One has to wonder why any company that has the resources to integrate such an expensive board into their products wouldn’t just come up with their own custom design around the Portenta’s STM32H747XI chip, which even in single quantities, can currently be had for less than $15. The difference may end up coming down to the world-renowned community that surrounds the Arduino brand, and the company’s efforts to modernize their toolchain.

December 2019 Certified Open Source Hardware

The Open Source Hardware Association (OSHWA) runs a free program that allows creators to certify that their hardware complies with the community definition of open source hardware.  Whenever you see the certification logo, you know that the certified hardware meets this standard. The certification site includes a full list of […]

Read more on MAKE

The post December 2019 Certified Open Source Hardware appeared first on Make: DIY Projects and Ideas for Makers.

DIY MIDI Looper Controller Looks Fantastic!

Due to pedalboard size, complicated guitar pedals sometimes reduce the number of buttons to the bare minimum. Many of these pedals are capable of being controlled with an external MIDI controller, however, and necessity being the mother of invention and all, this is a great opportunity to build something and learn some new skills at the same time. In need of a MIDI controller, Reddit user [Earthwin] built an Arduino powered one to control his Boss DD500 Looper pedal and the result is great looking.

Five 16×2 LCD screens, one for each button, show the functionality that that button currently has. They are attached (through some neat wiring) to a custom-built PCB which holds the Arduino that controls everything. The screens are mounted to an acrylic backplate which holds the screens in place while the laser-cut acrylic covers are mounted to the same plate through the chassis. The chassis is a standard Hammond aluminum box that was sanded down, primed and then filler was used to make the corners nice and smooth. Flat-top LEDs and custom 3D printed washers finish off the project.

[Earthwin] admits that this build might be overkill for the looper that he’s using, but he had fun building the controller and learning to use an Arduino. He’s already well on his way to building another, using the lessons learned in this build. If you want to build your own MIDI controller, this article should help you out. And then you’re ready to build your controller into a guitar if you want to.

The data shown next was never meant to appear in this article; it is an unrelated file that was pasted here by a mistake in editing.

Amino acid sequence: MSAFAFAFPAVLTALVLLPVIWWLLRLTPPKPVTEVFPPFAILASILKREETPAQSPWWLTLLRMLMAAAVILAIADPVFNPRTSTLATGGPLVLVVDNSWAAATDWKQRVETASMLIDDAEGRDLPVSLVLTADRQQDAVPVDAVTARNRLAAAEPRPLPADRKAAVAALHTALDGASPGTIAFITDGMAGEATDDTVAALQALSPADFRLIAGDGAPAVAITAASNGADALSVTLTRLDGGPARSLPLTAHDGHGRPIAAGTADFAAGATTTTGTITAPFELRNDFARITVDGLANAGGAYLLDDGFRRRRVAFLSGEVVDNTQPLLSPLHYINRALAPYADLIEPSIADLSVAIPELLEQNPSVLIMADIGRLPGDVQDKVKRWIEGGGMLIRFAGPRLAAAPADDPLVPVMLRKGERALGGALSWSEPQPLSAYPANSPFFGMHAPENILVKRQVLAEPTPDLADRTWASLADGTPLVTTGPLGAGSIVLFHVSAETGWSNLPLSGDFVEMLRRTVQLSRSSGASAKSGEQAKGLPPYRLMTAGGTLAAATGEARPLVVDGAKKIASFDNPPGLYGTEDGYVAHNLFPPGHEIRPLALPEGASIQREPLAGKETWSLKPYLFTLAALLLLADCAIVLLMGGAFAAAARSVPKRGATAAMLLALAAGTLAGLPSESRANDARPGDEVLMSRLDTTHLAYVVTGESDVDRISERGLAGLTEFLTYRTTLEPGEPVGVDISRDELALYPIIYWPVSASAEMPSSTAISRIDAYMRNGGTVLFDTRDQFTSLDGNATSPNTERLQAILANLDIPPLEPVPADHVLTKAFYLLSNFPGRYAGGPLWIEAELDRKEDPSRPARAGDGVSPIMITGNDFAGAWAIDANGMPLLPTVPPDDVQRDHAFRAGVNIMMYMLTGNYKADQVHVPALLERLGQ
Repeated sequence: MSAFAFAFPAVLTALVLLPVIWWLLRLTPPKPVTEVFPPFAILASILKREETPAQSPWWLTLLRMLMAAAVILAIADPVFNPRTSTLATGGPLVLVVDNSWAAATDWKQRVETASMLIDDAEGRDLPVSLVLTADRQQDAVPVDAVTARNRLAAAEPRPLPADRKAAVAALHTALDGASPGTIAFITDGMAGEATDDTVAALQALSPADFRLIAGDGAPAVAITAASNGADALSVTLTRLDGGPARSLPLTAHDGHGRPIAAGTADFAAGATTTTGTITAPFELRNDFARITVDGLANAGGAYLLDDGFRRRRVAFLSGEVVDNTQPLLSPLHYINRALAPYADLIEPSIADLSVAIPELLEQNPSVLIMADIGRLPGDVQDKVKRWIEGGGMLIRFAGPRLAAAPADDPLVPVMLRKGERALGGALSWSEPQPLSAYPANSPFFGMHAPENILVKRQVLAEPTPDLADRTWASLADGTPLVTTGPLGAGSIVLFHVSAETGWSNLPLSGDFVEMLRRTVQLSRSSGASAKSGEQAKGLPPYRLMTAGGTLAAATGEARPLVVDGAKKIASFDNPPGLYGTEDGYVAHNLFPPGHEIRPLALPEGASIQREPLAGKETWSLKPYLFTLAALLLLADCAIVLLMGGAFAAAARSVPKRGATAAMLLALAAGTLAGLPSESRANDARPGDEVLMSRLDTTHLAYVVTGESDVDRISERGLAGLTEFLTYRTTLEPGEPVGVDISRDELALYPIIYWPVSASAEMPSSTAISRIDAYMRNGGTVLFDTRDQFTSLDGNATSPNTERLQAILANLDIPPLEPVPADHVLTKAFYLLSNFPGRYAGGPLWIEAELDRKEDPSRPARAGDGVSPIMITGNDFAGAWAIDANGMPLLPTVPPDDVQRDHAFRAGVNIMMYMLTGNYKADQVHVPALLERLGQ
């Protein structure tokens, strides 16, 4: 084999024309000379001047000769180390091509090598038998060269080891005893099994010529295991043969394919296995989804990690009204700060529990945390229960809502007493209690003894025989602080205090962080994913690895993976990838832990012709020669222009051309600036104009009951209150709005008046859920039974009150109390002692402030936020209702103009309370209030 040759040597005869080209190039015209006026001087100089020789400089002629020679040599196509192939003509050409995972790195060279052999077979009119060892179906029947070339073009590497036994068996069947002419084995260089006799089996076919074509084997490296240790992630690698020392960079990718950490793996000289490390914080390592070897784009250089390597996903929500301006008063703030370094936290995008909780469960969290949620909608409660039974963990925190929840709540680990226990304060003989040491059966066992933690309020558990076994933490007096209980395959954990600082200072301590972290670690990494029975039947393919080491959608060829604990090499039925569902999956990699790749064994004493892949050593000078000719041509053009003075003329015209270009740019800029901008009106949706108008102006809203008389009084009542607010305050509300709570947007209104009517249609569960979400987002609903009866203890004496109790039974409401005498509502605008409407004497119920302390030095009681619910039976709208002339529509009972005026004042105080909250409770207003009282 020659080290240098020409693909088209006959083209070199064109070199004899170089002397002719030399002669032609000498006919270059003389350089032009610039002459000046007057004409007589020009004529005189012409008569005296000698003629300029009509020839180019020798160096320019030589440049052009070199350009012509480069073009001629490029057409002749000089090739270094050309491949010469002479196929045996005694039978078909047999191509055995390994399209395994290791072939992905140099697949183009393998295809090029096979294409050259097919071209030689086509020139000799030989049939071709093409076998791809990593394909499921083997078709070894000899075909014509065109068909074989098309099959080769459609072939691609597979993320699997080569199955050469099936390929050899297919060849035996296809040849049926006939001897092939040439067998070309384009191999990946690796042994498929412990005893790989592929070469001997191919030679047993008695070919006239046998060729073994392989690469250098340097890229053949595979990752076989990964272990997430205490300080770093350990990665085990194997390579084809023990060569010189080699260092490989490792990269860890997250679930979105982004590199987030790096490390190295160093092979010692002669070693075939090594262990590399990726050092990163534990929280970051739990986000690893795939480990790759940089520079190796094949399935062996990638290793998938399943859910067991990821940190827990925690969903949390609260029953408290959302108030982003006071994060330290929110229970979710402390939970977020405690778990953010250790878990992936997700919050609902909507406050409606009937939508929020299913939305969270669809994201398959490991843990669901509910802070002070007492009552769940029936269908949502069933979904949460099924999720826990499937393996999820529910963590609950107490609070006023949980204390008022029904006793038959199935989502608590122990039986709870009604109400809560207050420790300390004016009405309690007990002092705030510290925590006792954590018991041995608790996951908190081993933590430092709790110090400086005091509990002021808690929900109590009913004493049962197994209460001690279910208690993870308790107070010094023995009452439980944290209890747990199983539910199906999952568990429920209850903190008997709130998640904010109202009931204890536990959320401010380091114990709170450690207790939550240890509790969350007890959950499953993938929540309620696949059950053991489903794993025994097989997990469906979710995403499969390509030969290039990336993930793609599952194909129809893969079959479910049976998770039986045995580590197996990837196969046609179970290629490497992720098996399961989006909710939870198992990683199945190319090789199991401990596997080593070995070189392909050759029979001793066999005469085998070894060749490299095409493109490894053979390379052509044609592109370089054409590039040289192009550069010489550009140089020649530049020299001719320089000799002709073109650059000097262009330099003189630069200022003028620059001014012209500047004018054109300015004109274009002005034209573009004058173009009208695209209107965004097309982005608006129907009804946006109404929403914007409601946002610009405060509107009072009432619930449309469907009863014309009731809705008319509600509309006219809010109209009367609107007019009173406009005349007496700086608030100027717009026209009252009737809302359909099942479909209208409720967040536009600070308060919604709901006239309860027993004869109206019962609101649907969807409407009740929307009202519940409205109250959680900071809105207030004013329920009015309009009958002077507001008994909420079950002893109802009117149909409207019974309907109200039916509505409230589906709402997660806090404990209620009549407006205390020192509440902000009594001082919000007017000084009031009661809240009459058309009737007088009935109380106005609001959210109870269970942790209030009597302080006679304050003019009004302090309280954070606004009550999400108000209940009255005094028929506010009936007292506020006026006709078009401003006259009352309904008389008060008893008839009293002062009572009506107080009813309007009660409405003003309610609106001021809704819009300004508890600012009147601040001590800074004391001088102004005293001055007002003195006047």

[Via Reddit]

Use A Digital Key To Deter Lockpicking

Spending an hour or two around any consumer-level padlock or house deadbolt lock with a simple lockpicking kit will typically instil a good amount of panic and concern about security. While it’s true that any lock can be defeated, it’s almost comically easy to pick basic locks like this. So, if you’re looking for a level of security that can’t be defeated in two minutes with a tiny piece of metal, you might want to try something a little more advanced.

This project stemmed from an idea to use a YubiKey, a USB hardware token typically used for two-factor authentication, for physical locks instead. The prototype was built around an Arduino UNO, and all of the code and build instructions are available on the project’s site. The creator, [rprinz08], does not have one built inside of a secure enclosure so that would remain an exercise for the reader, but the proof-of-concept is interesting and certainly useful.

While digital keys like this can have their own set of problems (as all locks do), this would be a great solution for anyone needing to lock up anything where physical keys are a liability or a nuisance, where logging is important, or where many people need access to the same lock. The open source code and well-known platform make it easy for anyone to build, too.

 

Hack a Day 20 Jul 06:00

Safely Measuring Single And Three-Phase Power

There are many reasons why one would want to measure voltage and current in a project, some applications requiring one to measure mains and even three-phase voltage to analyze the characteristics of a device under test, or in a production environment. This led [Michael Klopfer] at the University of California, Irvine along with a group of students to develop a fully isolated board to analyze both single and three-phase mains systems.

Each of these boards consists out of two sections: one is the high-voltage side, with the single phase board using the Analog Devices ADE7953 and the three-phase board the ADE9708. The other side is the low-voltage, isolated side to which the microcontroller or equivalent connects to using either SPI or I2C. Each board type comes in either SPI or I2C flavor.

Each board can be used to measure line voltage and current, and the Analog Devices IC calculates active, reactive, and apparent energy, as well as instantaneous RMS voltage and current. All of this data can then be read out using the provided software for the Arduino platform.

The goal of this project is to make it easy for anyone to reproduce their efforts, with board schematics (in Eagle format) and the aforementioned software libraries provided. Here it is somewhat unfortunate that the documentation can be somewhat incomplete, with basic information such as input and measurement ranges missing. Hopefully this will improve over the coming months as it does seem like a genuinely useful project for the community.